Document Type



Virginia Institute of Marine Science

Publication Date



Global Biogeochemical Cycles





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The Subantarctic Zone (SAZ), which covers the northern half of the Southern Ocean between the Subtropical and Subantarctic Fronts, is important for air-sea CO2 exchange, ventilation of the lower thermocline, and nutrient supply for global ocean productivity. Here we present the first high-resolution autonomous observations of mixed layer CO2 partial pressure (pCO(2)) and hydrographic properties covering a full annual cycle in the SAZ. The amplitude of the seasonal cycle in pCO(2) (similar to 60 mu atm), from near-atmospheric equilibrium in late winter to similar to 330 mu atm in midsummer, results from opposing physical and biological drivers. Decomposing these contributions demonstrates that the biological control on pCO(2) (up to 100 mu atm), is 4 times larger than the thermal component and driven by annual net community production of 2.45 +/- 1.47 mol C m(-2) yr(-1). After the summer biological pCO(2) depletion, the return to near-atmospheric equilibrium proceeds slowly, driven in part by autumn entrainment into a deepening mixed layer and achieving full equilibration in late winter and early spring as respiration and advection complete the annual cycle. The shutdown of winter convection and associated mixed layer shoaling proceeds intermittently, appearing to frustrate the initiation of production. Horizontal processes, identified from salinity anomalies, are associated with biological pCO(2) signatures but with differing impacts in winter (when they reflect far-field variations in dissolved inorganic carbon and/or biomass) and summer (when they suggest promotion of local production by the relief of silicic acid or iron limitation). These results provide clarity on SAZ seasonal carbon cycling and demonstrate that the magnitude of the seasonal pCO(2) cycle is twice as large as that in the subarctic high-nutrient, low-chlorophyll waters, which can inform the selection of optimal global models in this region.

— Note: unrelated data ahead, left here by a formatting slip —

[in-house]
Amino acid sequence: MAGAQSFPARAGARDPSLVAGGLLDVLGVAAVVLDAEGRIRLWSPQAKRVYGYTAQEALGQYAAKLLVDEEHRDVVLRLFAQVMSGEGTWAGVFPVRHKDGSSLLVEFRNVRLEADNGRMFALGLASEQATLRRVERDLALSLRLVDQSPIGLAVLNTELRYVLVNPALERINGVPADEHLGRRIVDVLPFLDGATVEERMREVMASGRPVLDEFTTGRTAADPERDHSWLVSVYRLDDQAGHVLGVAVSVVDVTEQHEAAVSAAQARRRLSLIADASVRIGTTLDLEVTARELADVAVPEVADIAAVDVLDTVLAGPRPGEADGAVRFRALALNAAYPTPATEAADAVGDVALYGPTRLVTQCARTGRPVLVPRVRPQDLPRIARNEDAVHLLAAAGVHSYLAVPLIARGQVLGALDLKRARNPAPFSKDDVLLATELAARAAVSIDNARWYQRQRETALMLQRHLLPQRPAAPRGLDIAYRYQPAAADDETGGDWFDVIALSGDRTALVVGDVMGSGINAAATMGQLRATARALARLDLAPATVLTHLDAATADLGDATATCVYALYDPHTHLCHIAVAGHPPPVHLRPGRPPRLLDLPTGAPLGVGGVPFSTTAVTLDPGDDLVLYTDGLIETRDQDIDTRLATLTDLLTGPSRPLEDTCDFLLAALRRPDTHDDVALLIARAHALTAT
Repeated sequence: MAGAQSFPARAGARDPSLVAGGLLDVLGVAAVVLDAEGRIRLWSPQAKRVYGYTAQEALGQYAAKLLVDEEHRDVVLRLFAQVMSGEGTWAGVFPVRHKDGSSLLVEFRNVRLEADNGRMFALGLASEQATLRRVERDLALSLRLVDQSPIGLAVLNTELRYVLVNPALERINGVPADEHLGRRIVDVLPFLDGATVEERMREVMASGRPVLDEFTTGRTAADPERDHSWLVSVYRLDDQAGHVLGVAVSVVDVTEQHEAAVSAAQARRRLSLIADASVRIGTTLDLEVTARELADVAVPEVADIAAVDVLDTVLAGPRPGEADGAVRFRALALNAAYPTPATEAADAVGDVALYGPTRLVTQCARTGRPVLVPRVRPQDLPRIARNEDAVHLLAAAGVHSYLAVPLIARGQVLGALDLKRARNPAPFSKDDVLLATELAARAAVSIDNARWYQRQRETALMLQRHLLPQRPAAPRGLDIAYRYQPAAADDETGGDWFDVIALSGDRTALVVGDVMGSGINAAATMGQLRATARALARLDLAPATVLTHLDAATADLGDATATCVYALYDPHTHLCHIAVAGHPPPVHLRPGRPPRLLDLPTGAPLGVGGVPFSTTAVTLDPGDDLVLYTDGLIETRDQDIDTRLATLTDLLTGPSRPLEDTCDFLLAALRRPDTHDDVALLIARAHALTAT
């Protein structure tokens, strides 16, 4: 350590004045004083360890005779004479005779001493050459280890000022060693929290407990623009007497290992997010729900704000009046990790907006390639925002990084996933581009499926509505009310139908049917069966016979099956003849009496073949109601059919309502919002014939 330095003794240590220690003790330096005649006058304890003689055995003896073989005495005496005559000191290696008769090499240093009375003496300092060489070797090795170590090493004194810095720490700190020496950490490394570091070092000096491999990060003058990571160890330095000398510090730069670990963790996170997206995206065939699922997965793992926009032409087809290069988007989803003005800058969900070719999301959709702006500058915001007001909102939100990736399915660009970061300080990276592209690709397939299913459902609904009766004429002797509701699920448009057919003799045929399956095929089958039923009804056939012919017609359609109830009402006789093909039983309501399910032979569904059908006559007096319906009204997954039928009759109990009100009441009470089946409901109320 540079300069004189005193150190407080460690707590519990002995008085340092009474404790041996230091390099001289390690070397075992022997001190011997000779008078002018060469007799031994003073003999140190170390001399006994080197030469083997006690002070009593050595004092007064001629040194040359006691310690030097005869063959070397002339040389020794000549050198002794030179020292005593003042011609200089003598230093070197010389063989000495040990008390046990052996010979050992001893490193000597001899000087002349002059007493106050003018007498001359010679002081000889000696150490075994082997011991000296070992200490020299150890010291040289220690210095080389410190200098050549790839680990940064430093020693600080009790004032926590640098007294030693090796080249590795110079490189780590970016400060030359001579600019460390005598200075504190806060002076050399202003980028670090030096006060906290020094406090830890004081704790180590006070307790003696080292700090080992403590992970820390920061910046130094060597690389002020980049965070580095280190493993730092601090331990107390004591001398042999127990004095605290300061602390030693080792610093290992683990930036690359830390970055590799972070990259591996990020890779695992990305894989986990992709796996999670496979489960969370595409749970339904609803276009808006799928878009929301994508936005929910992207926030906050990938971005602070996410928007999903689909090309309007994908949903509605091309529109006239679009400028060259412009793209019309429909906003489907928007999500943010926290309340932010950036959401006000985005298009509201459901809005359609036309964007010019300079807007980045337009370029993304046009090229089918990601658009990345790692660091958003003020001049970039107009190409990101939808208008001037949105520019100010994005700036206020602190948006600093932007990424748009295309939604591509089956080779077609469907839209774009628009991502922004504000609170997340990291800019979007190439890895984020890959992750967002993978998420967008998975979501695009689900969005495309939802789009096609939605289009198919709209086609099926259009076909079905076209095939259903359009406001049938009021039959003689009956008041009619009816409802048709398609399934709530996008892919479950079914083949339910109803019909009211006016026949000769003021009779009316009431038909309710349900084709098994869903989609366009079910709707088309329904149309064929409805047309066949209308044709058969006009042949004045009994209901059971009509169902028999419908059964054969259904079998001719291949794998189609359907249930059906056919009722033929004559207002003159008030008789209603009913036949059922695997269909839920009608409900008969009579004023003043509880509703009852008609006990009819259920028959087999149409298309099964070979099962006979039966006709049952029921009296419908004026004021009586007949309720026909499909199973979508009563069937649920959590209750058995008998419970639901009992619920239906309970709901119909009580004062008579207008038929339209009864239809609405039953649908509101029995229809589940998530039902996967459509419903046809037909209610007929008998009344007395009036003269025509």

Polar Frontal Zones; Antarctic Circumpolar Current; Net Community Production; Anthropogenic Co2; Mixed-Layer; Inorganic Carbon; Pacific-Ocean; Gas-Exchange; Bats Site; Sea